Image result for a footballer heading the football

There is always a lot at stake for most football fans watching the beautiful game. With so much tension and anxiety, it doesn’t matter how the goal comes. Whether it is a headed goal or any other type of goal, all that matters is that the ball crosses the goal line.

Sadly, while football fans celebrate, the actors on the field of play who regularly head the football in aerial duels stand the risk of incurring significant damage to the brain.

When a former England and West Brom striker Jeff Astle, died at the age of 59 from an early onset of dementia, an investigation into his death revealed that heading heavy leather footballs had contributed to his brain trauma.

The late footballer’s daughter, Dawn Astle, accused the football world of trying to cover up the true cause of his death. She minced no words in explaining that “football is a killer”!

Neuropathologists at the University College, London, used ex-footballers to conduct a study that showed a correlation between continuously heading the football over a long period of time and dementia at middle age.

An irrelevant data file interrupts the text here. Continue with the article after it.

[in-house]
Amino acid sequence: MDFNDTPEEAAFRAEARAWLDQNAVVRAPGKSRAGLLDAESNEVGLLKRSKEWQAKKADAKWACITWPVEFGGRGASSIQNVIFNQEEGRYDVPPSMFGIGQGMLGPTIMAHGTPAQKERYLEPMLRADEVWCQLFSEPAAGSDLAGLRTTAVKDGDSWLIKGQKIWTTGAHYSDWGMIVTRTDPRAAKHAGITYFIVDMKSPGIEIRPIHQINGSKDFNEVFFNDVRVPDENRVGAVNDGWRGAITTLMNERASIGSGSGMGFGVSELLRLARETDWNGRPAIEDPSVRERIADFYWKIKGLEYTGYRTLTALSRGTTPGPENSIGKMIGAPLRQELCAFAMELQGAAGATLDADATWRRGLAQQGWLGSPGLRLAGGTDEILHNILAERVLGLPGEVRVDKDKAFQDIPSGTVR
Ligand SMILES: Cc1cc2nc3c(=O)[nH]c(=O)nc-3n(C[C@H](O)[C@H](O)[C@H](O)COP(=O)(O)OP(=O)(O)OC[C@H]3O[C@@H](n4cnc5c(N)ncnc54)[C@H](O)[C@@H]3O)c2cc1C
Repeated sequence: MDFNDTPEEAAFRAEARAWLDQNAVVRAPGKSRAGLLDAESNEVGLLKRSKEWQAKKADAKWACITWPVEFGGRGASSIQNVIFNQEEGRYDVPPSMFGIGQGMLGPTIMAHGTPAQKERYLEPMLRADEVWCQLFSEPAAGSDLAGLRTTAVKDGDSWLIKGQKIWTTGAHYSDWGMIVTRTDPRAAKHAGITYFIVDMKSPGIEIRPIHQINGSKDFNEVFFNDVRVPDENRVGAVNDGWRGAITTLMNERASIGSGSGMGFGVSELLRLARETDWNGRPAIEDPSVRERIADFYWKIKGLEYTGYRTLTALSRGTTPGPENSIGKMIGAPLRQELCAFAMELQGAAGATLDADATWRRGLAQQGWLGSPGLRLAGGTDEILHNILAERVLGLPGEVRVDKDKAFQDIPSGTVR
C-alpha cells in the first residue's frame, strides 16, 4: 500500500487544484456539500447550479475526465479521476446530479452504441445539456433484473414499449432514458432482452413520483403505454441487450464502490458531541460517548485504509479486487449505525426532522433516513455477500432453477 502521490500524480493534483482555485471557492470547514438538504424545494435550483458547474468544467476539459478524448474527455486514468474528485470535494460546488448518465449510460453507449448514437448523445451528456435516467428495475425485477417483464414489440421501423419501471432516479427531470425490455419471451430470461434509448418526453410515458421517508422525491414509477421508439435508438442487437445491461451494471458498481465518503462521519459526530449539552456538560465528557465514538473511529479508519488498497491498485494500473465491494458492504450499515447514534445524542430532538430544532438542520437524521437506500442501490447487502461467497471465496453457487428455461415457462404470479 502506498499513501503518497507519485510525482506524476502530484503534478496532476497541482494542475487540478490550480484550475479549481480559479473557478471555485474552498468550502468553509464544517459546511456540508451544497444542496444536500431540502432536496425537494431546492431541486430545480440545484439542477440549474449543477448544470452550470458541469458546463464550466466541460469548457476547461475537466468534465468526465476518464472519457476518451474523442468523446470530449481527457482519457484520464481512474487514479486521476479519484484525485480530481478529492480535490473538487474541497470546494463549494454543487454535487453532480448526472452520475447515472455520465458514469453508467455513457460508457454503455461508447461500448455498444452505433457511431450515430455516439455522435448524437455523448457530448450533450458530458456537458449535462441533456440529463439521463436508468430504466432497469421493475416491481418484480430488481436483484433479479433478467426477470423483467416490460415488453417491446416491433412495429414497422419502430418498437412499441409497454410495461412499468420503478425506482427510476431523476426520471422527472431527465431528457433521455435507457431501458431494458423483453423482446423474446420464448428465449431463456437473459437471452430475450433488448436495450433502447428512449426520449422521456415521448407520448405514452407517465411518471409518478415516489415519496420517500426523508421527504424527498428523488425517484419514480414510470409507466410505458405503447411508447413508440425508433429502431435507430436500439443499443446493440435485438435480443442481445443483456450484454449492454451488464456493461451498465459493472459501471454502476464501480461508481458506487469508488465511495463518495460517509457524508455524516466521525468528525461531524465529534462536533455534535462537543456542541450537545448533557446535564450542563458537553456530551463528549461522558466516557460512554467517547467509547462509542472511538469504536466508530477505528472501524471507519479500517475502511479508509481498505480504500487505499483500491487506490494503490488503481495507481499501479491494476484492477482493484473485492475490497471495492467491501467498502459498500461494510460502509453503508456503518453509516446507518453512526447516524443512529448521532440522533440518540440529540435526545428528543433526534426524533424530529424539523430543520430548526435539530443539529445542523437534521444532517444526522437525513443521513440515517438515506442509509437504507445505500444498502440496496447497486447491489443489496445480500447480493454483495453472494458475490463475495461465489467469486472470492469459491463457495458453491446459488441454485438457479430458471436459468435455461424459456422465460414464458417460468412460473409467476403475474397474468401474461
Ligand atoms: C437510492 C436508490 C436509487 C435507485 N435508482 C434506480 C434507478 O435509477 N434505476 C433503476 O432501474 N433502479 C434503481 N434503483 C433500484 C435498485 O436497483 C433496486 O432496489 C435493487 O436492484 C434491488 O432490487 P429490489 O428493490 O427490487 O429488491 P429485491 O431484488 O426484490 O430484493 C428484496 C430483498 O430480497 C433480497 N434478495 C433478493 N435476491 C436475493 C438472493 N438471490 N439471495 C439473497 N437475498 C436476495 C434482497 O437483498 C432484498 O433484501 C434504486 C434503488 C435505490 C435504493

In a sample of 14 former players that died after being diagnosed of dementia, autopsy on the brains of six of them revealed heightened levels of protein related to Alzheimer’s dementia, with four other examined brains showing symptoms of Chronic Traumatic Encephalopathy (CTE).

The submission of Prof Huw Morris of University College London also corroborated what studies had shown. Morris even likened those former footballers’ brains on which autopsy was carried on to that of former boxers!

But in stark contrast to popular belief, Dr David Reynolds, at the charity Alzheimer’s Research United Kingdom (UK) believes that dementia is caused by a number of different factors like age, genetic factors, and lifestyle.

He argued that the gains of exercises and active sports are far more than the dangers therein.

Nonetheless, after many studies and submissions, Dr. Charlotte Cowie of the United Kingdom Football Association said they were ready to support research in order to determine if degenerative brain disease is more prevalent in former footballers or not.

He, however, warned that any such research must be carefully undertaken in order to ensure confidence in the result of such findings going forward.

It is the hope of everyone concerned that a thorough investigation is done into this rising concern so that ex-footballers can retire and still make something useful of their lives, rather than retiring and then facing a gloomy future in the hospitals and care homes.

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